Derek The Writer

REVIEW

Our Blue Heaven

You don't have to be an Ipswich Town supporter to enjoy Our Blue Heaven, you don’t even need to be a football fan as such.

You just need to love great live music, clever choreography and scene-setting, with outstanding, totally relatable characters.

This play is ostensible to celebrate 40-years since Ipswich Town’s one and only FA Cup Final victory and it does it by capturing a snapshot of life in 1978.

That includes references to the firemen’s strike, football violence on the terraces, fashion with patterns and flares, and top 10 hits such as Heroes, London’s Calling, We Are the Champions and more.

Written by the Wolsey’s artistic director Peter Rowe, Our Blue Heaven scores with anyone who enjoys, fast paced, energetic, and humourous plays, superbly put together, with a talented and totally engaged cast and excellent live band.

Seen through the eyes of young football Sue, brilliantly played by the amazingly talented 14-year-old local girl Anna Kitching, the story of Town's FA Cup run, resulting in victory at Wembley against Arsenal with unlikely hero Roger Osborne netting the winner, is told against the backdrop of a Cup Final day wedding and the birth of a baby.

Every Town fans knows where they were the day Bobby Robson, who is uncannily captured by Peter Peverley, led the Blues to glory, and those who aren't will look to recall what they were doing, and those not born and so (1981 UEFA Cup and 2000 play off final exepted) have never known Ipswich glory so can only look back in wonder. 

Our Blue Heaven encapsulates everything that being a football fan in those days meant, along with ordinary people living in the political turmoil of the day captured with imagination, detailed touches on a stage bursting with local pride.

Peter Rowe cleverly weaves the various strands of the journey, culminating in a scene where the three stories, backed by live music, come together with the enthusiastic Dance East;s Community Chorus recreating the cup run and that wonderful moment the prize was lifted by Mick Mills (played by Steve Simmonds) and brought back to Ipswich.

The audience, studded with players from that 1978 side, along with other local dignitaries, whooped and hollered along, caught in the wave of emotion, sheer delight and celebration of that memorable day.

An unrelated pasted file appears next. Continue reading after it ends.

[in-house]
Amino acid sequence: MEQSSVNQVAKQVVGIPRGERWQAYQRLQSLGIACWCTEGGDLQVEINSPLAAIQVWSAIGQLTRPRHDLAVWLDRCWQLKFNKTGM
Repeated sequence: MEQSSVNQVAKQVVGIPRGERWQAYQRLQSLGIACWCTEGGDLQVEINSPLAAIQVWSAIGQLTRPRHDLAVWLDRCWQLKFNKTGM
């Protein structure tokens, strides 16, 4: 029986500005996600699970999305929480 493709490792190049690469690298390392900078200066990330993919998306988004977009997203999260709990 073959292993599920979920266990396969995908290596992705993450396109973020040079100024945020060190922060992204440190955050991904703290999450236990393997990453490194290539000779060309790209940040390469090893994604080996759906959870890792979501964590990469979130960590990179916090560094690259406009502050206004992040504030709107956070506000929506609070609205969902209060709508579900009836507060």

This Suffolk celebration serves not only as a reminder of what being part of the Ipswich Town family meant under Sir Bobby, whose words of wisdom are interwoven in the script, but for those, like my enthralled 14-year-old son who has never seen Ipswich than anything but a run of the mill Championship side, that it is worth daring to dream.

Our Blue Heaven

Wolsey Theatre

Until May 26 - Book here

Time For A New Town Boss - Choose Your Favourite

If the majority of Ipswich Town fans get their wish then Blues resurrection will start this weekend with the demise of the self appointed Messiah Mick McCarthy.

Even the promise of a 10% cut on season ticket sales has not seen Town fans falling over themselves to renew, or return, with many saying outright they will not buy if McCarthy remains in charge.

Although McCarthy dug them out of the relegation mire when he took over as manager in 2012 but year after year of cheap signings, loan deals and making do, without any real investment Ipswich have done little more than tread water.

Rather than being a miracle worker with a limited budget, McCarthy is now widely-regarded as a flop, turning wine into water and attacking his former followers. Yes, he took Town into the play-offs, but he was outsmarted by Alex O'Neill and it was rivals Norwich that not only got the Wembley final but into the promised land that is the Premier League, yet again.